Hello, Cruel World: A Q&A With Gretchen Peters
Gretchen Peters, writer of some of the ‘90s biggest country songs and maker of quietly moving modern folk albums, is not one to send an interviewer away empty-handed. Ask her for self-analysis, and she’ll sift through thoughts and feelings until she arrives at something with some substance to it. One can approach a Gretchen Peters album expecting engrossing, character-driven narratives spun from her inner awareness, and her latest album, Hello Cruel World, is no exception.
You’ve gone through different phases in your career, from you country cut era to your big record label era to finding a warm welcome with the folk audience. Now you’ve added a satellite radio show and Huffington Post blog. Has your idea of what you do as a songwriting and communicator changed?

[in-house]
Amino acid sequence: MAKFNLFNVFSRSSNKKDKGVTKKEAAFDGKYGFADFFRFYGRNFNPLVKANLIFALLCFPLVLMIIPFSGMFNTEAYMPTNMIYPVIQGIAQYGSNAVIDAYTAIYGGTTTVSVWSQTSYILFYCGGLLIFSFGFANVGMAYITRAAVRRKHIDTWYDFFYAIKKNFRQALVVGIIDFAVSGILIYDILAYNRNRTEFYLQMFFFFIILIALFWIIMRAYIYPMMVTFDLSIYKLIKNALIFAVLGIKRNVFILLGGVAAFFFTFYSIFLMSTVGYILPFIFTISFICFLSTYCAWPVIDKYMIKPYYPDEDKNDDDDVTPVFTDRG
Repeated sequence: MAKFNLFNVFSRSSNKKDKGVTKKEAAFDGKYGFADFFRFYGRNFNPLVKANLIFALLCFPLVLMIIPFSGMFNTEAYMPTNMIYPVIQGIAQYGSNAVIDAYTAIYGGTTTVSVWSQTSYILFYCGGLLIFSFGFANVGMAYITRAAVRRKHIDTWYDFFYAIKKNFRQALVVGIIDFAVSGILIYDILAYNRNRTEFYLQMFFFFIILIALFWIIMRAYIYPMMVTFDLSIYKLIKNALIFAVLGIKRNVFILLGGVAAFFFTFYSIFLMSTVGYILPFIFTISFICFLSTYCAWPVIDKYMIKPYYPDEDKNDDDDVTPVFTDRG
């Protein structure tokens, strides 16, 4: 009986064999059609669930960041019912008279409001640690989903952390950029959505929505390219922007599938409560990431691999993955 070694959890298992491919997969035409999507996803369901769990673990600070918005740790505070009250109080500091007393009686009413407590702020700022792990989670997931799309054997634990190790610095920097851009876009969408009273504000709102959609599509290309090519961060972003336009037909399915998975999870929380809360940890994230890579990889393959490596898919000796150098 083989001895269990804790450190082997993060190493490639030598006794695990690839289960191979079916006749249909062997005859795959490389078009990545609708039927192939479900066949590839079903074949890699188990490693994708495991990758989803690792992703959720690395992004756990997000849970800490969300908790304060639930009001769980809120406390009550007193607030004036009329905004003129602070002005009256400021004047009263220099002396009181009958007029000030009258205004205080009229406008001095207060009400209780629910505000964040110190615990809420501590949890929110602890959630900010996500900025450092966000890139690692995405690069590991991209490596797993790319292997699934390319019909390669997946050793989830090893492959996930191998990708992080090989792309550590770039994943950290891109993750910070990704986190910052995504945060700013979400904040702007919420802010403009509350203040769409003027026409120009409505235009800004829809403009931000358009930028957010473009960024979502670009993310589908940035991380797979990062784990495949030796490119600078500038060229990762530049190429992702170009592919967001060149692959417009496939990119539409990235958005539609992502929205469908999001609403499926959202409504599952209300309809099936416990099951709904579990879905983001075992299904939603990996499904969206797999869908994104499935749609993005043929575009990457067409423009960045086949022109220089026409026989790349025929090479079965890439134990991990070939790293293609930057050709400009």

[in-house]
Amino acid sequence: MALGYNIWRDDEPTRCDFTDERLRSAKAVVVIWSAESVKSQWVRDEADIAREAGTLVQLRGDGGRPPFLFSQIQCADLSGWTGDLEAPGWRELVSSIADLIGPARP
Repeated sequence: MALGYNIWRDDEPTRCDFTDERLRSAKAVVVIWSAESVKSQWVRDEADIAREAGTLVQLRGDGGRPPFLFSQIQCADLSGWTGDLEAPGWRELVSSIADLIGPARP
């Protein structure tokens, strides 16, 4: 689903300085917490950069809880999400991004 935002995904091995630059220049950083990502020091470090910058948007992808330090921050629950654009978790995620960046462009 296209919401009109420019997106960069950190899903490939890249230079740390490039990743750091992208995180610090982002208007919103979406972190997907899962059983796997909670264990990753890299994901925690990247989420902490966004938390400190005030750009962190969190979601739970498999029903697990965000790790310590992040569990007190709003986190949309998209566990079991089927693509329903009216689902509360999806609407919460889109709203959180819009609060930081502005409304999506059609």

Well, obviously, yeah, especially with those things that you mentioned. I think that I’ve finally kind of accepted that I’m a writer, period, without a hyphen in front of it. The Huff Post blog, for instance, it was daunting to write that first one just from a writerly standpoint, you know, the essay form. I chose the form of songs for a reason, because that very small box really felt like my niche. And writing an essay, it felt so open-ended. Writing without the overlay of poetry felt very naked and a little bit daunting. But I also found pretty quickly that the same things apply to writing that piece that apply to writing the songs on this record and to anything else, which was I had to find my way to the heart of the matter and get there, and then everything went smoothly. …And the radio show is a secret fantasy I’ve had forever. I think every musician I know would secretly like to do this. At first I thought, ‘Well, am I going to run out of stuff to play?’ Then halfway into the second show I realized, ‘Never.’
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